Privacy or security incidents involving protected health information (PHI) and personally identifiable information (PII) are more than just probable in healthcare settings–they are inevitabile. And this makes sense, as heavily regulated industries like healthcare rely on highly personal and sensitive data to provide care, and the abundance of such data presents higher risk of unauthorized disclosures – unintentional or malicious. The frequency and types of risks to an organization’s data are growing wider, as well, from a ransomware attack or a breach in your Electronic Health Record (EHR), to a simple misdirected mailing or improper disposal of paper records.
Knowing this, what is the outlook for a healthcare organization working to remain compliant with rapidly evolving data privacy laws? How are federal and state regulators looking at data privacy and compliance? And what steps can be taken to improve healthcare privacy programs moving forward?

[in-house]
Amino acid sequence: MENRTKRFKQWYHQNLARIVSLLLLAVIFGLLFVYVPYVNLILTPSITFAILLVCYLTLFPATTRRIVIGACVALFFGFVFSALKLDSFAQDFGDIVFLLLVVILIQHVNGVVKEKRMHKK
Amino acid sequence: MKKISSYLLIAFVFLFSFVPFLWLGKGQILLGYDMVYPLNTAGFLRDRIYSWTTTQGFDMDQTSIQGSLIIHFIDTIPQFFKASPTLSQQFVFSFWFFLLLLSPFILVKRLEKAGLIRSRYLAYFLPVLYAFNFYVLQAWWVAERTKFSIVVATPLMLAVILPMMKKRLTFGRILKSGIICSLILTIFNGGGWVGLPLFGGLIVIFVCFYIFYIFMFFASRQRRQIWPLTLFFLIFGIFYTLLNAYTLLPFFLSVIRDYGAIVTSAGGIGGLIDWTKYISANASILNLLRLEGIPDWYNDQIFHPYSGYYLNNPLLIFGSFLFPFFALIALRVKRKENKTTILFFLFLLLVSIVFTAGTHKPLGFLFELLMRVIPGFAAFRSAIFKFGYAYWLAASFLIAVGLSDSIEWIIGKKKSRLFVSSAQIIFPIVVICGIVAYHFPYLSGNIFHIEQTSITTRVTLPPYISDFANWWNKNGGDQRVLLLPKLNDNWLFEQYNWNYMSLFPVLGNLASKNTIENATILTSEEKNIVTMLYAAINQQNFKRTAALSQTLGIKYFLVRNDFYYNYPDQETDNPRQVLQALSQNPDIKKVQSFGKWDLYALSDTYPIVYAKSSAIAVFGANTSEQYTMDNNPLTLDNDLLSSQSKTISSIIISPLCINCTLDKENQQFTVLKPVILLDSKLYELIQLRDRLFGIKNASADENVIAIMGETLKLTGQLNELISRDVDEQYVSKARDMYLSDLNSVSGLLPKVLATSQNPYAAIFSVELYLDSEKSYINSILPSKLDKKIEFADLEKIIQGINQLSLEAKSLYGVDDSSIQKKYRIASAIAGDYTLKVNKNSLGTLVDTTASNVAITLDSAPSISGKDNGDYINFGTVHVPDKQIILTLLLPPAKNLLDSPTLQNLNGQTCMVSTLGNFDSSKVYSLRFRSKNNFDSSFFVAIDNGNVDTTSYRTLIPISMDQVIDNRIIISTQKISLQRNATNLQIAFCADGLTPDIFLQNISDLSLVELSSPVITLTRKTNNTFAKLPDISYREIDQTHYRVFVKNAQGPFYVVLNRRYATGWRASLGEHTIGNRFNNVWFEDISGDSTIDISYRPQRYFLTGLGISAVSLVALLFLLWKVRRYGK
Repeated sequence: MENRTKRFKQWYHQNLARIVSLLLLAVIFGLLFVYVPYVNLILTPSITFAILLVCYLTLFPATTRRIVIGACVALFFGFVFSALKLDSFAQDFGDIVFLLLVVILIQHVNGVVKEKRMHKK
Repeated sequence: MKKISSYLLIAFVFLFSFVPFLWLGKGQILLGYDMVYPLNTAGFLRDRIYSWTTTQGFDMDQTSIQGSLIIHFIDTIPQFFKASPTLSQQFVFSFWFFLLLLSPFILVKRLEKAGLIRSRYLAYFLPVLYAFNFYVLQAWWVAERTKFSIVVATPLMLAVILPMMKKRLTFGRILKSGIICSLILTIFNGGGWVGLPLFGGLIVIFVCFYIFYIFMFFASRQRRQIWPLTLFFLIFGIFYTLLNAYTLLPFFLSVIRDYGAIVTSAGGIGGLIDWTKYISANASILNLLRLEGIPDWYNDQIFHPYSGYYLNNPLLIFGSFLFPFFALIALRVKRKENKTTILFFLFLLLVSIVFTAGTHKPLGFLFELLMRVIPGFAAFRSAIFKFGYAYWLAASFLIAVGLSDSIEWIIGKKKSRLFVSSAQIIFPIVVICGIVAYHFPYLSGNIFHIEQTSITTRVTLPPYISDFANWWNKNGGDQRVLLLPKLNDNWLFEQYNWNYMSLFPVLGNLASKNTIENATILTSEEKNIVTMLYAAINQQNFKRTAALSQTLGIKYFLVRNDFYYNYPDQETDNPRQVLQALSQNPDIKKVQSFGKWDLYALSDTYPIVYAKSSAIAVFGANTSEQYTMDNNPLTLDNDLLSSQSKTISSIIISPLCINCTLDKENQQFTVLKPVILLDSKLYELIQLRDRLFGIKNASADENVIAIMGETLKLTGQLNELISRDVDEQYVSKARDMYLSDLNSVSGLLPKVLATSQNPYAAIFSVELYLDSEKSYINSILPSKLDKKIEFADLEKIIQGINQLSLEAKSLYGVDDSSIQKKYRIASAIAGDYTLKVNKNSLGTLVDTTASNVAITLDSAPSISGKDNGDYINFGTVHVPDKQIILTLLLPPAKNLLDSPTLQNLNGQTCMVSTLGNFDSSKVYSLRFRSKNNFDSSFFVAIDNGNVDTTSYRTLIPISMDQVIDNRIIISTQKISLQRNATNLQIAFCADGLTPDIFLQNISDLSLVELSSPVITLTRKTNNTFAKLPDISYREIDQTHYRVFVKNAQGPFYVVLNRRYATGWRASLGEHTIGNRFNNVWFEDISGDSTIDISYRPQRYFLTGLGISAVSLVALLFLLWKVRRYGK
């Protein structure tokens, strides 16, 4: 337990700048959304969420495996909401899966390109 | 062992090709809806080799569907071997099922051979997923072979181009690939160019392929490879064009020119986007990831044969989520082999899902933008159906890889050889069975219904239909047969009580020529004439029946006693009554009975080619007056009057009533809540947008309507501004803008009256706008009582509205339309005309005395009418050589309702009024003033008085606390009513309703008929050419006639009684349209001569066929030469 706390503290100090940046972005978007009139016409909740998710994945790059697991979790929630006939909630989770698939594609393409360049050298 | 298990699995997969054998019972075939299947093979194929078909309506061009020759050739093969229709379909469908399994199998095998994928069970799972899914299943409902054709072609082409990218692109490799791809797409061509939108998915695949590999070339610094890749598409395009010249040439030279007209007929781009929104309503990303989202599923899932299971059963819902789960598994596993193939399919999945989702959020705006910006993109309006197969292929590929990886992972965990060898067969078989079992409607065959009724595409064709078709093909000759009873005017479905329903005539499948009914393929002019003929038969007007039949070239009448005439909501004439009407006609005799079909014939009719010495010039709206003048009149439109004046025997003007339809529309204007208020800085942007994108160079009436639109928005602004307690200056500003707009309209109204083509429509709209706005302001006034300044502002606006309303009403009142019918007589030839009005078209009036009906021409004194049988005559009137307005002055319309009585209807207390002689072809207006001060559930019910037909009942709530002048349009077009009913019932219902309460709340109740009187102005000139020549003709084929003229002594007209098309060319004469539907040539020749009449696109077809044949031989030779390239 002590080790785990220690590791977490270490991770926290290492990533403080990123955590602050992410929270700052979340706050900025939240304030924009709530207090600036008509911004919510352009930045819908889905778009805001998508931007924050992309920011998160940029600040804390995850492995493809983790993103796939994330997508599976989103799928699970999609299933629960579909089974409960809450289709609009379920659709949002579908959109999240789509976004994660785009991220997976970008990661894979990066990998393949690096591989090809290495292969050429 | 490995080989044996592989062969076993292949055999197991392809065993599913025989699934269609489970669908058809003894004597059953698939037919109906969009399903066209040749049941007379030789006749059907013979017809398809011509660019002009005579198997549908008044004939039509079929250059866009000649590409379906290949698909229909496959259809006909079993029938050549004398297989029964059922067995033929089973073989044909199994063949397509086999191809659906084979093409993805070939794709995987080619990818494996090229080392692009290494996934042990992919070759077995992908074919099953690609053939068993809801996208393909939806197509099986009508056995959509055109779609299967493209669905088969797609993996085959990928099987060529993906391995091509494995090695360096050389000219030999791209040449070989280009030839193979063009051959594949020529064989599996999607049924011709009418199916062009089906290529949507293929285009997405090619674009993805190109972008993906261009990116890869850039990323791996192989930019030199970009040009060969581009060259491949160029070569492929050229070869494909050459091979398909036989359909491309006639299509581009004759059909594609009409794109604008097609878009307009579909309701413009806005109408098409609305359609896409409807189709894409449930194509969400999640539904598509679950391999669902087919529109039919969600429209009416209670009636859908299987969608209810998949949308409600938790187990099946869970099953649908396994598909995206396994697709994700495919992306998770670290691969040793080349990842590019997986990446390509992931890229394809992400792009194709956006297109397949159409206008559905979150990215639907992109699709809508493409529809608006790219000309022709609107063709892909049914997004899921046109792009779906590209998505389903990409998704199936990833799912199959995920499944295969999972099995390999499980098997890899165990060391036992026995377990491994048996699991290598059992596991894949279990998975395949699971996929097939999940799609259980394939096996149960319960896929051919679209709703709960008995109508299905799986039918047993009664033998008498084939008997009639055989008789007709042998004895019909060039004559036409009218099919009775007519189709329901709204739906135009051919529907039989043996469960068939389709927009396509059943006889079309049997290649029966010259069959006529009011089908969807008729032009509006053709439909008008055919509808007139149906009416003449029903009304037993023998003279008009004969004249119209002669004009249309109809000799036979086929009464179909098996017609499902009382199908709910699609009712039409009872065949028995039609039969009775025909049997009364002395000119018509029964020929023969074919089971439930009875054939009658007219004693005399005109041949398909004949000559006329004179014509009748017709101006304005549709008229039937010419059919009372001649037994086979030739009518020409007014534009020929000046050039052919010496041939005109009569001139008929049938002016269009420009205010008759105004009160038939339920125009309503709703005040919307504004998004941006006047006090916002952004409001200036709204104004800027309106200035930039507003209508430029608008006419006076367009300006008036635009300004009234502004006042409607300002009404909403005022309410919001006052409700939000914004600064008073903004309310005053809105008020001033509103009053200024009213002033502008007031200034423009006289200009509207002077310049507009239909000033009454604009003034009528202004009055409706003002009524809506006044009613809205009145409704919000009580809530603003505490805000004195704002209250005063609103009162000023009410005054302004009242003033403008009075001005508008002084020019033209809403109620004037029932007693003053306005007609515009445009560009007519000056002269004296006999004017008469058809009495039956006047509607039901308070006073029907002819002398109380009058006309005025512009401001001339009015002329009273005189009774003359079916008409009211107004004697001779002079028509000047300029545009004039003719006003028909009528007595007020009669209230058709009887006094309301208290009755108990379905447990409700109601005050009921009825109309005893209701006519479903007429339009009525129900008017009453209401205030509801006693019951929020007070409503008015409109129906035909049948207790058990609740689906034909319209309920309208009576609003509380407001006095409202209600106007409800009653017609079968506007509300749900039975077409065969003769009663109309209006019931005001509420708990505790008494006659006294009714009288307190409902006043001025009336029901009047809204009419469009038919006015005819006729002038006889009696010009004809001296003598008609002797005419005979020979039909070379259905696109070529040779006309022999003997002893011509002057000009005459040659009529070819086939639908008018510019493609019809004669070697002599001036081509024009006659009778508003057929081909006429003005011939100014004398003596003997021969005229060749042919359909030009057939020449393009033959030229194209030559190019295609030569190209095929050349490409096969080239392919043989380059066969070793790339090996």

An analysis of data gleaned from the assessment of large volume of incidents through the RADAR platform, featured in our ongoing benchmarking article series, provides key insights into the compliance challenges faced by healthcare organizations. Using this anonymized metadata, we are able to identify and share trends, insights, and best practices to aid in healthcare organizations’ continuous efforts in preventing, monitoring, and remediating incidents and mitigating risks to affected individuals.
Below are a few healthcare benchmarking statistics based on this never-before-available dataset.
Prevalence of paper